Under the Dome column: Colorado budget includes $28 billion in spending
Under the Dome
I’m afraid to start writing a column about state government this month. Can mundane details about only 600 legislative bills and a mere $28 billion of spending attract your interest? I worry that you, the dedicated readers of my monthly musings, are all focused not on Colorado’s issues but on the president’s latest tweet. How to keep you reading a whole 500 words when the TV is reporting about Russia, the Supreme Court and Syria and who knows what’s next?
Well, this should get your attention: $28 billion total spending by the state, comprising $12 billion from your Colorado sales and income tax, $7 billion from fees that you pay to the state, and $9 billion from your federal taxes. We just finished our yearly marathon of budget presentation, amendments and then amendments to the amendments to get the “Long Bill” through the Colorado Senate and House. As a Joint Budget Committee member, I represent 27 other house minority members who suddenly want to know what I’ve actually been doing across the street since last November. And then they want to change it. It may be weird, but I really do enjoy the process.
As of this writing we aren’t finished. We are still working on the two big issues of the budget year. The first is the Hospital Provider Fee. Since the revenue from this “fee” is under the TABOR spending cap, we’ve put a restriction on its size this year and that action will reduce revenue to our hospitals. The rural hospitals that I represent are truly in trouble and are not happy. The second issue is an ongoing debate as to how we should fund our transportation needs. A bill in circulation would ask the voters to approve a sales tax increase. Some in the Legislature believe we can fund payments for a large bond by cutting back spending from current programs.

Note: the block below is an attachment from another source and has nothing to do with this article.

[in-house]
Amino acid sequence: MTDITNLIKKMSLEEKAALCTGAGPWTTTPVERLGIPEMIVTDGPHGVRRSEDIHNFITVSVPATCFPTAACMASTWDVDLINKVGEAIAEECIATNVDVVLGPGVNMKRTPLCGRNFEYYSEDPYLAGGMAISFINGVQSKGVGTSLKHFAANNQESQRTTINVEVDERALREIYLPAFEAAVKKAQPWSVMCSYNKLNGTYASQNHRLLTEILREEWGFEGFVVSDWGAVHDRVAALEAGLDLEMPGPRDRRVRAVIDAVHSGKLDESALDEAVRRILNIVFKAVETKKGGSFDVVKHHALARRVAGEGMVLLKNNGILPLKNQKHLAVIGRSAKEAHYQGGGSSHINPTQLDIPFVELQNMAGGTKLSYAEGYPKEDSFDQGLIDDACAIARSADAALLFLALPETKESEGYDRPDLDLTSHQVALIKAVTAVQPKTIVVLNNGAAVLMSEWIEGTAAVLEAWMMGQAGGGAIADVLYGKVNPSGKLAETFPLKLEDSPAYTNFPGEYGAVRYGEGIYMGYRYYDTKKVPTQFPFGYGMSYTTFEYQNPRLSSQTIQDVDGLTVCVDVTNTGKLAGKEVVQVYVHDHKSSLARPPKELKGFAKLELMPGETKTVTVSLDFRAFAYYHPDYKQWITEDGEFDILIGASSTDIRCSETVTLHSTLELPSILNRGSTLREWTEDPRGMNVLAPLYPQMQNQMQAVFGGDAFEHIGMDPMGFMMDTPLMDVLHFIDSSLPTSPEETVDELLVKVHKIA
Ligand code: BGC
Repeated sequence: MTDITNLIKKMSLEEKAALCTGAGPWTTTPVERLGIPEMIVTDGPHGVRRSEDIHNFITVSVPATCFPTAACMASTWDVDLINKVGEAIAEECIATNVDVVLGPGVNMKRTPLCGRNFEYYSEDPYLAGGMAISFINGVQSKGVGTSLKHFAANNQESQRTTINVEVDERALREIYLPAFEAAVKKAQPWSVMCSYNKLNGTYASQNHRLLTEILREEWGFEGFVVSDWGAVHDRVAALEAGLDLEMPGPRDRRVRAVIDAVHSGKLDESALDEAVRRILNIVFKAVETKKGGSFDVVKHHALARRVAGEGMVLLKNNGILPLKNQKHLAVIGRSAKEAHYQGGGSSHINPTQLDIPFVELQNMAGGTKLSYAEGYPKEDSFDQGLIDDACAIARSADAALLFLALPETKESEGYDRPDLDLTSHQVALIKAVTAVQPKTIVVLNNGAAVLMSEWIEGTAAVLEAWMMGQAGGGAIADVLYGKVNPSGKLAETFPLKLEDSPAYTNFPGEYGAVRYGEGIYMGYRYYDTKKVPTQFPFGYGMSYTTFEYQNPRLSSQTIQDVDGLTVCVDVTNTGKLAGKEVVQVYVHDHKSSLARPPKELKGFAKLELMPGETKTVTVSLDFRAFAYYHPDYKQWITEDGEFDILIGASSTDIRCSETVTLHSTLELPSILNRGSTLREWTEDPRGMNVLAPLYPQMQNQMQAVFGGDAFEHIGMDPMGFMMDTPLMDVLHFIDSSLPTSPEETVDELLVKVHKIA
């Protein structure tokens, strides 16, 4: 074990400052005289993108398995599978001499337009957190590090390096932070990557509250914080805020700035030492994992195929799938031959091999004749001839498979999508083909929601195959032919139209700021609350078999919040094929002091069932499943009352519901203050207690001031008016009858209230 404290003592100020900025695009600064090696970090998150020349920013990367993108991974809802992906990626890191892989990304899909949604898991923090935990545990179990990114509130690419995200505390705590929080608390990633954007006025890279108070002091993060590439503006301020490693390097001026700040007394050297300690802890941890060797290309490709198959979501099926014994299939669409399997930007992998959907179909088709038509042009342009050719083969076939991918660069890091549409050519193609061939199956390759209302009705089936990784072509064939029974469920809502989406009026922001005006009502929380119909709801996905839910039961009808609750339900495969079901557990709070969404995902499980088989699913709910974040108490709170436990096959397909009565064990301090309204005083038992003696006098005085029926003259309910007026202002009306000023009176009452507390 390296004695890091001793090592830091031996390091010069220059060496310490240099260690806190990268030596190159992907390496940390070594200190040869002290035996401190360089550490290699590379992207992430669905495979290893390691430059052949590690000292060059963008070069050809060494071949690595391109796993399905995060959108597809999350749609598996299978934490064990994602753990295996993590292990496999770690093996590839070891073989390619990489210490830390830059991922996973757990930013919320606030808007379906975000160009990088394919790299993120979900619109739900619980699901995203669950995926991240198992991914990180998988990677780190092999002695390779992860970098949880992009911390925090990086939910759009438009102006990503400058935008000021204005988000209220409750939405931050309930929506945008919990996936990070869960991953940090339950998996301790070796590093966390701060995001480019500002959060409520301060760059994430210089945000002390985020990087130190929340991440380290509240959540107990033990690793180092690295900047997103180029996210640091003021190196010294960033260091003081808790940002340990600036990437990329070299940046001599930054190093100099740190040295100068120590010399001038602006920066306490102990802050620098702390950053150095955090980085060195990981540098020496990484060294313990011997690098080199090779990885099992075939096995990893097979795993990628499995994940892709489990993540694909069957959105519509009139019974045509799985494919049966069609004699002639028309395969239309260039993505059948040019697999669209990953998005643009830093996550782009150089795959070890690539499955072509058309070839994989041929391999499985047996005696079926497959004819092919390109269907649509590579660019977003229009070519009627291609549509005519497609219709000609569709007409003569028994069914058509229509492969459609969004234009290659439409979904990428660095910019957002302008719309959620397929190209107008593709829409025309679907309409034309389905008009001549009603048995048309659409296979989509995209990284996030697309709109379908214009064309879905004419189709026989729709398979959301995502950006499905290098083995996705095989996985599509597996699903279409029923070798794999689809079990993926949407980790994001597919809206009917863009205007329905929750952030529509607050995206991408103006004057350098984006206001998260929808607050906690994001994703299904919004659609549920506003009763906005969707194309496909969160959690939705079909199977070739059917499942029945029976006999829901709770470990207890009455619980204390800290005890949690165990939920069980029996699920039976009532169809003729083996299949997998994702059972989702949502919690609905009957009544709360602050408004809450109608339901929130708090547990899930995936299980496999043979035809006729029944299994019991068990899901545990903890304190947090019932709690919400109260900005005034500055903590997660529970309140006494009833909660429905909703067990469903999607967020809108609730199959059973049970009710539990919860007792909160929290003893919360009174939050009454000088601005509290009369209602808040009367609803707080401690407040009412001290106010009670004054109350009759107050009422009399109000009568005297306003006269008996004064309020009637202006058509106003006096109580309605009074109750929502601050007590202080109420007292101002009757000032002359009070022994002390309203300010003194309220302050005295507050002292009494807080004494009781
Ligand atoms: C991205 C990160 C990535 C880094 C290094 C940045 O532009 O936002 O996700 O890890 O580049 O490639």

And on top of our current budget problems, uncertainty looms. What will the new administration do with health-care reform? Block grants for Medicaid will put a tremendous decision-making and management burden on the state. Since we are a Medicaid expansion state, we now have a lot more people dependent on Medicaid services. And changes in areas other than health care will no doubt provide opportunity as well as difficulties.
Support Local Journalism
I’ll be introducing my favorite bill of the year this week. Representative Hamner and I have been working for several years with a bipartisan informal coalition to put a process in place that will allow all of the pieces of our statewide education institution to work together to define and communicate a vision for what Colorado education should be in the future. We intend to shift the dialogue, with legislative leadership, from one that includes only the need for more funding to a visionary strategy that can be the pride of all of Colorado.
I’m still working on other bills and collecting signing pens from the governor. Thanks to all of House District 57 for the opportunity to serve you.
“Under the Dome” appears on the second Tuesday of the month. State Rep. Bob Rankin, a Carbondale Republican, is in his third term in the state Legislature representing House District 57, which includes Garfield, Rio Blanco and Moffat counties.
Support Local Journalism
Readers around Glenwood Springs and Garfield County make the Post Independent’s work possible. Your financial contribution supports our efforts to deliver quality, locally relevant journalism.
Now more than ever, your support is critical to help us keep our community informed about the evolving coronavirus pandemic and the impact it is having locally. Every contribution, however large or small, will make a difference.
Each donation will be used exclusively for the development and creation of increased news coverage.
Start a dialogue, stay on topic and be civil.
If you don't follow the rules, your comment may be deleted.
User Legend: Moderator Trusted User